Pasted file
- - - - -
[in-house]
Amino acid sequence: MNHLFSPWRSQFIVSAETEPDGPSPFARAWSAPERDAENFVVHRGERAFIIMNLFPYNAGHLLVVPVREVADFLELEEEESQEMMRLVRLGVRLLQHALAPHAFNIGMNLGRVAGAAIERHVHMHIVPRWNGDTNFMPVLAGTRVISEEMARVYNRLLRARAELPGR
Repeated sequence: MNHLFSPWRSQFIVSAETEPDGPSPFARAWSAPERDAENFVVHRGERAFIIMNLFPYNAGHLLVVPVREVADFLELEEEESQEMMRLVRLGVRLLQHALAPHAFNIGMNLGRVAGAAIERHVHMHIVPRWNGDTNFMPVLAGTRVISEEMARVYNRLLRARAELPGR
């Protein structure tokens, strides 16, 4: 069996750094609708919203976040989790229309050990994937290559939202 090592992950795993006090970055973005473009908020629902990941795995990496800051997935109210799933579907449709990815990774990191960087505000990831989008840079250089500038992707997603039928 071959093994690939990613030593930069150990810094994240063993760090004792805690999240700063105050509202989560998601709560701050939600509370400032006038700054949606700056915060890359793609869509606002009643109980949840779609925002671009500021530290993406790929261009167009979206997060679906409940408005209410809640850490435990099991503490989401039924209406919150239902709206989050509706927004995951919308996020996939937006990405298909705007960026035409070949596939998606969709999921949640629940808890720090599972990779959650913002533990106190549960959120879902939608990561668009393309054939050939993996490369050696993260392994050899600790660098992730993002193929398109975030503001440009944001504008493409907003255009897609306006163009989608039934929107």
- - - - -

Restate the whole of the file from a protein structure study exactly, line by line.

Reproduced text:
[in-house]
Amino acid sequence: MNHLFSPWRSQFIVSAETEPDGPSPFARAWSAPERDAENFVVHRGERAFIIMNLFPYNAGHLLVVPVREVADFLELEEEESQEMMRLVRLGVRLLQHALAPHAFNIGMNLGRVAGAAIERHVHMHIVPRWNGDTNFMPVLAGTRVISEEMARVYNRLLRARAELPGR
Repeated sequence: MNHLFSPWRSQFIVSAETEPDGPSPFARAWSAPERDAENFVVHRGERAFIIMNLFPYNAGHLLVVPVREVADFLELEEEESQEMMRLVRLGVRLLQHALAPHAFNIGMNLGRVAGAAIERHVHMHIVPRWNGDTNFMPVLAGTRVISEEMARVYNRLLRARAELPGR
């Protein structure tokens, strides 16, 4: 069996750094609708919203976040989790229309050990994937290559939202 090592992950795993006090970055973005473009908020629902990941795995990496800051997935109210799933579907449709990815990774990191960087505000990831989008840079250089500038992707997603039928 071959093994690939990613030593930069150990810094994240063993760090004792805690999240700063105050509202989560998601709560701050939600509370400032006038700054949606700056915060890359793609869509606002009643109980949840779609925002671009500021530290993406790929261009167009979206997060679906409940408005209410809640850490435990099991503490989401039924209406919150239902709206989050509706927004995951919308996020996939937006990405298909705007960026035409070949596939998606969709999921949640629940808890720090599972990779959650913002533990106190549960959120879902939608990561668009393309054939050939993996490369050696993260392994050899600790660098992730993002193929398109975030503001440009944001504008493409907003255009897609306006163009989608039934929107």